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3 things to know about the Chinese-speaking world

This blog post was updated on 20 October 2021.

There are 1.3 billion native Chinese speakers in the world, making Chinese the most spoken native language globally.

What many people do not realise, however, is that there are various forms of written and spoken Chinese, in more countries than you might expect.

The aim of this blog post is to clarify the geographical distribution of Chinese speakers and the differences in their use of the Chinese language.

Here are three things about the Chinese language you need to be aware of if you want to succeed in the Chinese-speaking world.

1. Where is Chinese spoken?

Chinese is an official language in China, Taiwan, Hong Kong and Macau. Aside from that, there are also large Chinese-speaking communities in Singapore and Malaysia.

There are also countries where Chinese is a minority language spoken by Chinese immigrants and their descendants, such as Thailand, Brunei, Myanmar, the Philippines, Indonesia, Vietnam, the US and Canada, to name just a few.

2. Where do they use Simplified Chinese?

Simplified Chinese is the written language used in China, Singapore and Malaysia.

As the name suggests, Simplified Chinese uses characters that are simpler to write. The language was widely pushed by the Chinese government in the 1960s with the aim of decreasing rates of illiteracy in the country. Singapore and Malaysia went on to adopt the language because they did frequent business with China.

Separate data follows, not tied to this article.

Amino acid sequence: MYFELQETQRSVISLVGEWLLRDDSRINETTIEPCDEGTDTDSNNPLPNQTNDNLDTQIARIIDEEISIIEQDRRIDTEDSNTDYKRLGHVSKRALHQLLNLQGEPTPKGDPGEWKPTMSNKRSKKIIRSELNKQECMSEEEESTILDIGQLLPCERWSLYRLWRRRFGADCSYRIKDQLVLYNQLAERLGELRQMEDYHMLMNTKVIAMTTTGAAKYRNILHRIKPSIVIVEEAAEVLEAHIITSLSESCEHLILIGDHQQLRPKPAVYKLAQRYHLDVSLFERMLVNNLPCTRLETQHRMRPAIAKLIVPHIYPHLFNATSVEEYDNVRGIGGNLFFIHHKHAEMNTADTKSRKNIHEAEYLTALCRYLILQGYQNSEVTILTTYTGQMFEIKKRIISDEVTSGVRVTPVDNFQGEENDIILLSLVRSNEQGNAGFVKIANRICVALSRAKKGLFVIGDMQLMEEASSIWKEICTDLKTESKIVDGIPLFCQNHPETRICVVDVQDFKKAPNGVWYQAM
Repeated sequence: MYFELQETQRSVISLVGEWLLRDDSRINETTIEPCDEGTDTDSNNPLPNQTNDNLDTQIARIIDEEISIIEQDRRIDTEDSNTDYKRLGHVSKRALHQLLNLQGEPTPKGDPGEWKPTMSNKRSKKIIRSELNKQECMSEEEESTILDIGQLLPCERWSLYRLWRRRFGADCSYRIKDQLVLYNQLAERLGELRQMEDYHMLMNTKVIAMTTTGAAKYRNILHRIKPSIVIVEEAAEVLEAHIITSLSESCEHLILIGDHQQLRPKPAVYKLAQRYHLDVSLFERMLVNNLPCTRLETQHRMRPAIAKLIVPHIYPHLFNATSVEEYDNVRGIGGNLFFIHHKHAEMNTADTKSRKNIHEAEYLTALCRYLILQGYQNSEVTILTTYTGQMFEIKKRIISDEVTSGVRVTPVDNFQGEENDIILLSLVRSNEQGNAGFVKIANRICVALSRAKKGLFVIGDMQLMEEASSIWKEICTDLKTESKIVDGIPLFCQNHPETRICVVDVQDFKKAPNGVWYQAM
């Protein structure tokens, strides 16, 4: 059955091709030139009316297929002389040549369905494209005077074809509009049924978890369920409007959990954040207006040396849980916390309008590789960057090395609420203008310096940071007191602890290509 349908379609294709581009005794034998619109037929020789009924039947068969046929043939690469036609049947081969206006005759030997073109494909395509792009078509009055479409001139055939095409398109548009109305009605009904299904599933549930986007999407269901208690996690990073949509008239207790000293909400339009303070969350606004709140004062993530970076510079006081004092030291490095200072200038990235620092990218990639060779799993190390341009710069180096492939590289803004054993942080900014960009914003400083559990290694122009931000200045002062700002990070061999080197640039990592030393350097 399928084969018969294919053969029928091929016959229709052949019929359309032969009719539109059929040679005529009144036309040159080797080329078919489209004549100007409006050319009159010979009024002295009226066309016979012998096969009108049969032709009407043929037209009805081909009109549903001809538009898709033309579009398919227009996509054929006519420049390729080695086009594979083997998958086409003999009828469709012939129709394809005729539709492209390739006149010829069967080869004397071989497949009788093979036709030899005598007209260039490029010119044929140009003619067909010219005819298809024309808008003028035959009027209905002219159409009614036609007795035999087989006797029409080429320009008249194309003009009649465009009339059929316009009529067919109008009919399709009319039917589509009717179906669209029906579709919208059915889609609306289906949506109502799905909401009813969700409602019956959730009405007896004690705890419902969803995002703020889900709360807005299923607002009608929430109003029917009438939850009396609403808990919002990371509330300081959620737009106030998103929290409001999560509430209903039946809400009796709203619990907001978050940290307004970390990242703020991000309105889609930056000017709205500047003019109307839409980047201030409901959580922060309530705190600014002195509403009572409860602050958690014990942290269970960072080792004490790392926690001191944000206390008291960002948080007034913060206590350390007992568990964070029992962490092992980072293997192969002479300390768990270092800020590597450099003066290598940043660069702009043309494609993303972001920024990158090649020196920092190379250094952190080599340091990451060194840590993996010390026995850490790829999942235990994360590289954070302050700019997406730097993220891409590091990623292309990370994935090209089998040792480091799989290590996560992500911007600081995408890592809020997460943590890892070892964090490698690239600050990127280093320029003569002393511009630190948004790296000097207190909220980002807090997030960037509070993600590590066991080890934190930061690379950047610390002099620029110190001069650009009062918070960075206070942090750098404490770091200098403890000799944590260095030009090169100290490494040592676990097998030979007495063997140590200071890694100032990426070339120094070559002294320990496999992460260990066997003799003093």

3. Where do they use Traditional Chinese?

Traditional Chinese is the written language used in Hong Kong, Macau and Taiwan.

Hong Kong and Macau were under British and Portuguese colonisation respectively at the time China changed to Simplified characters, and therefore did not change their writing system. Taiwan has a politically sensitive relationship with China and has resisted the simplification of the language.

It is important that you use the correct version of written Chinese when you are targeting the Chinese-speaking world, otherwise you risk alienating your audience and possibly even causing offence.

I hope this blog post has given you a useful introduction to the different varieties of Chinese. For more in-depth information and advice, read the full-length guide here. The guide covers:

  • where exactly the world’s Chinese speakers are distributed
  • which countries use Simplified Chinese vs. Traditional Chinese as their written language
  • which countries use Mandarin vs. Cantonese as their spoken language
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Kylie Wang

Business Solutions Executive at Webcertain
Kylie is a Business Solutions Executive at Webcertain. She is an enthusiastic and experienced digital marketer with particular specialties within paid media, international marketing strategies, and integrated marketing communications. She has a strong global mindset and is an enthusiastic follower of current global marketing trends. Kylie is originally from China and now lives in the UK, having moved there to obtain a Master’s degree in Marketing from Durham University. She speaks Chinese and English, and has a strong understanding of both Western and Chinese markets. Kylie has experience in a diverse range of channels, including Baidu, Google, WeChat and Weibo.

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